- Take a pain history to include severity, duration, character, location, radiation, and the relationship of pain to menarche, menses, coitus, bowel movements, voiding, and any other associated symptoms.
- Document previous known or suspected pelvic problems.
- Review past obstetric history, including first-trimester losses.
- Review the past history for other organ system problems that can present with pelvic pain.
- Review pelvic infection history, with special attention to recent or past STIs, including the history of STIs among current or former partners.
- Review contraceptive history with special attention to past or present IUD use and oral contraception. Document any changes in symptoms with particular contraceptive use.
- Review surgical history, including surgical procedures involving the cervix, Caesarean delivery, gynaecological procedures, and other abdominal procedures.
- TPR/BP and careful examination of the reproductive system, including a complete gynecologic examination with cervical testing (abdominal, vaginal, and rectal examination), laparoscopy, and blood tests for progesterone and oestrogen.
Primary dysmenorrhea treatment
- Begin treatment 2 days before menstruation begins and continue until 2 days after the period has stopped.
- Avoid additive drugs since this treatment is for a long period.
- Contraceptive drugs like COCs may be given to suppress ovulation and relieve pain. Usually given for 4-6 months, and many get permanent relief after this treatment has been stopped.
- Dilation and Curettage (D&C) may be of help to remove necrotic tissue of the endometrium, but usually not encouraged since it increases the risk of infections.
- Cervical stenosis can be treated by surgical widening of the canal.
- Effective counselling is important since pain is usually psychological to avoid drug dependence and abuse.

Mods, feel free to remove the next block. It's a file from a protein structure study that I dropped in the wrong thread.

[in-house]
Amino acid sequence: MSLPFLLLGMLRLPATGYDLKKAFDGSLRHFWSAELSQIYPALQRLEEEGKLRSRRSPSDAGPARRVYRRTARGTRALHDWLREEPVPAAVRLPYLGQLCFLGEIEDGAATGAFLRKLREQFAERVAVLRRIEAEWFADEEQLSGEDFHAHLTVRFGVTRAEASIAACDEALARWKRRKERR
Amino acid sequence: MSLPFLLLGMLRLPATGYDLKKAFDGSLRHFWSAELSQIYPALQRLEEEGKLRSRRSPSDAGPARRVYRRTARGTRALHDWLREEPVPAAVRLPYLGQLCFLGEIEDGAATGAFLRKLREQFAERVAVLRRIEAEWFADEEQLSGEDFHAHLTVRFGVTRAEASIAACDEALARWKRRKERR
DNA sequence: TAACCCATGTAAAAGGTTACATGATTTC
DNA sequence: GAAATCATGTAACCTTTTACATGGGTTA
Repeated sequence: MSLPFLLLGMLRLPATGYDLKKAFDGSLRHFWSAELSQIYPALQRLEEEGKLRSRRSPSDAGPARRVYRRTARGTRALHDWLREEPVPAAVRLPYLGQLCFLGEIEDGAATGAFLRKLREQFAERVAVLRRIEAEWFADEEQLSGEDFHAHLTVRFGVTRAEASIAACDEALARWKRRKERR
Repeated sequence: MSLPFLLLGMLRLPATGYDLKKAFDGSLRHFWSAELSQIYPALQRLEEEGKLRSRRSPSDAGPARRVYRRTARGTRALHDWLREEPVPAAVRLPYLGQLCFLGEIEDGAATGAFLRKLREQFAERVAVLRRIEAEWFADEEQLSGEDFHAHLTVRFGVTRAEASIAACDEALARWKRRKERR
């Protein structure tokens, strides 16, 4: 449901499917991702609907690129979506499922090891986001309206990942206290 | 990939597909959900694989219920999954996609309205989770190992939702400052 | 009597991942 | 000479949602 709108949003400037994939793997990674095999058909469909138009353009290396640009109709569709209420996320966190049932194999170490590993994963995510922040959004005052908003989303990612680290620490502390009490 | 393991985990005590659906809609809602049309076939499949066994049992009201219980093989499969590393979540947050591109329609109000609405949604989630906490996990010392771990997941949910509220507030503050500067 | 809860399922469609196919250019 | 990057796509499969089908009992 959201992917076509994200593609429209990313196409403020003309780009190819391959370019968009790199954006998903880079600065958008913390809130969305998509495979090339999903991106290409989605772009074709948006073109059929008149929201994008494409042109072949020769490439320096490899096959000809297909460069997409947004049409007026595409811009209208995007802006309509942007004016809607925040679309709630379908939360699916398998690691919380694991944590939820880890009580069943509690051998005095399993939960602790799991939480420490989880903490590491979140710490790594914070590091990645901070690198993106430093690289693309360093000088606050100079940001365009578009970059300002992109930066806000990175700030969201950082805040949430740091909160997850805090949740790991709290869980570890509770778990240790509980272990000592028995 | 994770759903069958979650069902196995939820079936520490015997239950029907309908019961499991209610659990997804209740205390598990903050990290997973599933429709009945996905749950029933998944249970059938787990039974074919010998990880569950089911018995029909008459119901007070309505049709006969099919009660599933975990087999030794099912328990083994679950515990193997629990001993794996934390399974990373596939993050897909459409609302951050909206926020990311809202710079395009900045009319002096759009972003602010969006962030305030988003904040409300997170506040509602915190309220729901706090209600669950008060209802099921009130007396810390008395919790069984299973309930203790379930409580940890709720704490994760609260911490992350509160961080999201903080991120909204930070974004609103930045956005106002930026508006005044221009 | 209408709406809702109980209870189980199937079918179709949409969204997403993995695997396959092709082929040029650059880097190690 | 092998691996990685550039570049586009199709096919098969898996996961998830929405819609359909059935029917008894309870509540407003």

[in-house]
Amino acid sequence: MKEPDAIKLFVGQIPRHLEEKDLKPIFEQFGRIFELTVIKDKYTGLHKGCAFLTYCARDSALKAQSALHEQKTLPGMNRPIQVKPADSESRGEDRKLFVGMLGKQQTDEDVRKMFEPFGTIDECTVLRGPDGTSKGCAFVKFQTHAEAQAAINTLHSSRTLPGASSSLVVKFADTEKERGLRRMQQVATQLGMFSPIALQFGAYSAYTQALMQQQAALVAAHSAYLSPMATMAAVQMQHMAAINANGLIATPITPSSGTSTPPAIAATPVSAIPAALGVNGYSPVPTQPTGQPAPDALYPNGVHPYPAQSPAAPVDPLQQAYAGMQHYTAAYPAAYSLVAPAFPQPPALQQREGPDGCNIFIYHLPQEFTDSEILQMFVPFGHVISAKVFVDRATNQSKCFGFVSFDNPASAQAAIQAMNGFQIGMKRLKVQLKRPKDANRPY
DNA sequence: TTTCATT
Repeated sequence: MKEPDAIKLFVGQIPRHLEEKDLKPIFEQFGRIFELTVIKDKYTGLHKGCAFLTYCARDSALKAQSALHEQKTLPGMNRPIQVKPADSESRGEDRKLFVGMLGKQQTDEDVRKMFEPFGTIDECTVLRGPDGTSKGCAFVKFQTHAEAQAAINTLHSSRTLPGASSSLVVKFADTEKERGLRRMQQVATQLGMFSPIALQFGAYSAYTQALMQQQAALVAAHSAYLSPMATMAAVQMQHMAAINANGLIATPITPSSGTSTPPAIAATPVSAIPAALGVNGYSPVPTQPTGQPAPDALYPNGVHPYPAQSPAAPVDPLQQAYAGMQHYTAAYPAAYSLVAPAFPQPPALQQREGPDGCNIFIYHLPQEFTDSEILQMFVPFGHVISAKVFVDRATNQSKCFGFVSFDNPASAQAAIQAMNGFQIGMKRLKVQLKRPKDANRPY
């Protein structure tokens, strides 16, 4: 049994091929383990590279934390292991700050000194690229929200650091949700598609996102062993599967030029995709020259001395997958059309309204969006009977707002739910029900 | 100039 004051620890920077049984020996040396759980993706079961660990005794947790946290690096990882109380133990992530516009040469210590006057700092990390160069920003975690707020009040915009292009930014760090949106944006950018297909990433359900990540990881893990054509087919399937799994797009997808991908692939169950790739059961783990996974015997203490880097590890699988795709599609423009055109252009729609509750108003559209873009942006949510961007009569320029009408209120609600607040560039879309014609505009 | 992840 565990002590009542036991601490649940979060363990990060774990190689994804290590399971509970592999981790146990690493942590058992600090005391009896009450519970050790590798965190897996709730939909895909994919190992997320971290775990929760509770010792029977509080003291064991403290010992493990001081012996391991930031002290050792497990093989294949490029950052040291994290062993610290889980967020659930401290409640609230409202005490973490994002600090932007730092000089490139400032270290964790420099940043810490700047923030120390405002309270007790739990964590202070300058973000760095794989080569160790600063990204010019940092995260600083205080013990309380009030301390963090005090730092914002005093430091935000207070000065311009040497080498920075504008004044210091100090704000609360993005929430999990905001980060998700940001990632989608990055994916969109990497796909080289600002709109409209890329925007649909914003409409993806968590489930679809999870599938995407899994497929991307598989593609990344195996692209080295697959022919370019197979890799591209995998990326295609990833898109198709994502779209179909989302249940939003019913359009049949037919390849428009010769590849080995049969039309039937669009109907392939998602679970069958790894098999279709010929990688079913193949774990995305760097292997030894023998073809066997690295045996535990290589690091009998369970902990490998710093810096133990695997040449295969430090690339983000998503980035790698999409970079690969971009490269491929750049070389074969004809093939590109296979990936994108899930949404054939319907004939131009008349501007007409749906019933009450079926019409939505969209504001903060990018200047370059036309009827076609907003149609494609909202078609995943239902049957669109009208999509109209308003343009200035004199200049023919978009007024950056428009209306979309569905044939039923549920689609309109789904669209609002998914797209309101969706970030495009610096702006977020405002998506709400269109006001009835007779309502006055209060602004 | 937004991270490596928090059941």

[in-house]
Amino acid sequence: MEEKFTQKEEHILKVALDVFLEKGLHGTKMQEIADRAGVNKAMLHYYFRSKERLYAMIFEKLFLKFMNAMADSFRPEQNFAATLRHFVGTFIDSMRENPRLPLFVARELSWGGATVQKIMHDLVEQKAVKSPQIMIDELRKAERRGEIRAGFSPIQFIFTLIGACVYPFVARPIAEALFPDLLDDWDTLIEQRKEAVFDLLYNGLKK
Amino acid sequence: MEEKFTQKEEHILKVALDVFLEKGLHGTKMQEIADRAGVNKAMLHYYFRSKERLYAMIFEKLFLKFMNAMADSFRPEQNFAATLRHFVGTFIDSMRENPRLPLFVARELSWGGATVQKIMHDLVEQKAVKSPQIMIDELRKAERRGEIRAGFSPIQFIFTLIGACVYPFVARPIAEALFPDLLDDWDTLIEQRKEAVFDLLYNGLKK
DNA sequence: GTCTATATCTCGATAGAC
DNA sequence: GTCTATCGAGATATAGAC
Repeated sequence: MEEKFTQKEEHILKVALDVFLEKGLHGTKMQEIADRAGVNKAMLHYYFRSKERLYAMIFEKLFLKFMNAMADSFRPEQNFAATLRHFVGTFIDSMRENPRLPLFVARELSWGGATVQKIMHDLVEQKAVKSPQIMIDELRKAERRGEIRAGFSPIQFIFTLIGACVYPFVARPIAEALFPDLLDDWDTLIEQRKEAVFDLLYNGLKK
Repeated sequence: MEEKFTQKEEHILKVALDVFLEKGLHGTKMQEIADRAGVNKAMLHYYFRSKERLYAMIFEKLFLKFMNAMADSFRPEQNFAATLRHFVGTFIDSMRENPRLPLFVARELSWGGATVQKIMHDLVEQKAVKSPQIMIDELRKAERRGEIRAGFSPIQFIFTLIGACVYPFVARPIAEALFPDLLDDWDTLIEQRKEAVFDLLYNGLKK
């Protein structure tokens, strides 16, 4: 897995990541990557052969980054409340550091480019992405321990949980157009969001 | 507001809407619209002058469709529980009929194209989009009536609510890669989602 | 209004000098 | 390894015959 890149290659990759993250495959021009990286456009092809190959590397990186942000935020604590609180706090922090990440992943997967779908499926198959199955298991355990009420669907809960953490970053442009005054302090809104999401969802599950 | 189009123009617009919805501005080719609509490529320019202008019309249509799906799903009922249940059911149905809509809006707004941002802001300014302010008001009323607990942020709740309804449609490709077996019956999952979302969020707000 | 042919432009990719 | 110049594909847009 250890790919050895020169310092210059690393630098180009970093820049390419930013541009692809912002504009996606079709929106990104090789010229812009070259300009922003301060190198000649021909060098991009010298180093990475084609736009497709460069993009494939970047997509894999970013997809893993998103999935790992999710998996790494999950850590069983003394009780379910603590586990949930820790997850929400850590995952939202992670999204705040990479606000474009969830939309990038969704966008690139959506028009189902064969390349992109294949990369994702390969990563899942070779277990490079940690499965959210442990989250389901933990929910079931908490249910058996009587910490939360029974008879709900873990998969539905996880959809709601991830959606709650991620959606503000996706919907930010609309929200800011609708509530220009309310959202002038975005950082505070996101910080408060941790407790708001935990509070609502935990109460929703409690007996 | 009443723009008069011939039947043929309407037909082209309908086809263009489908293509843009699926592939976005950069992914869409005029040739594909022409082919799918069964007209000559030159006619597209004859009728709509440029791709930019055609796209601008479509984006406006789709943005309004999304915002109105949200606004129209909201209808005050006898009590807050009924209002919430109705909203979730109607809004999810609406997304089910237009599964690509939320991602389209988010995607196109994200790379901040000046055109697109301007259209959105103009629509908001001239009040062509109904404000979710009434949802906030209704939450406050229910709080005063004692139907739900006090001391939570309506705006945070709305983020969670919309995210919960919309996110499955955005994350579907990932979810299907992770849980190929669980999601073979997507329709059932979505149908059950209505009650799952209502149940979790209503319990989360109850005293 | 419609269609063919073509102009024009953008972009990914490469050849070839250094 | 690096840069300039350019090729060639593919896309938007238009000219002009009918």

- Natural processes like childbirth or ageing can contribute to the reduction of pain as uterine muscles relax.
- Severe dysmenorrhea may require prescription prostaglandin inhibitors (non-steroidal anti-inflammatory drugs – NSAIDs). Over-the-counter prostaglandin inhibitors: Aspirin 600 mg Q.I.D, Ibuprofen 400 mg Q.I.D.
- Psychotherapy, i.e., explanation and assurance.
- Well-balanced diet.
- Rest and regular aerobic exercises.
- Encourage her to empty bowel during menses.
Drugs used in the management of symptoms of primary dysmenorrhoea either inhibit prostaglandin production or inhibit ovulation.
Secondary dysmenorrhea treatment
- Management is according to the cause of dysmenorrhea.
- For cases of causes of secondary dysmenorrhea, surgical measures (e.g Dilatation and curettage and presacral neurectomy, hysterectomy, etc.) can be the best strategy (treatment is determined by the cause).
Lifestyle and Complementary Management:
- Encourage enough rest, sleep, exercises, hygiene, and a good diet.
- Explore alternative therapies such as hypnotherapy and acupuncture.
Nursing Diagnosis: Acute pain related to increased uterine contractility evidenced by verbalization of the girl or woman.
- Warm the abdomen to cause vasodilation and reduce spasmodic contractions.
- Massage the painful abdominal area to reduce pain through therapeutic touch.
- Perform light exercises to improve blood flow to the uterus and enhance muscle tone.
- Implement relaxation techniques to reduce pressure and induce relaxation.
- Administer analgesics as prescribed to block nociceptive receptors.
Nursing Diagnosis: Ineffective individual coping related to emotional stress evidenced by the patient’s verbalization.
- Assess the patient’s understanding of the condition, as anxiety is influenced by knowledge.
- Provide opportunities for the patient to discuss and identify coping mechanisms.
- Ensure the patient gets periods of sleep or rest to promote relaxation.
Nursing Diagnosis: Risk for imbalanced nutrition less than body requirements related to nausea and vomiting.
- Provide the patient with periods of sleep or rest for overall relaxation.
- Encourage small, frequent feeds that are easily tolerated.
- Administer antiemetic drugs like promethazine to block emetic centres.
- Assess the severity and characteristics of pain, including location, intensity, and duration.
- Monitor vital signs and assess for signs of complications.
- Evaluate menstrual patterns, duration, and heaviness of bleeding.
- Assess the impact on the patient’s quality of life, emotional well-being, and daily activities.
- Provide pain management through prescribed medications.
- Apply heat therapy and educate the patient on proper techniques.
- Teach relaxation techniques, deep breathing exercises, and guided imagery.
- Encourage rest in a comfortable position during painful episodes.
- Educate the patient about the condition, its management, and treatment options.
- Collaborate with the healthcare team for appropriate management.
- Offer emotional support, acknowledging the patient’s pain and distress.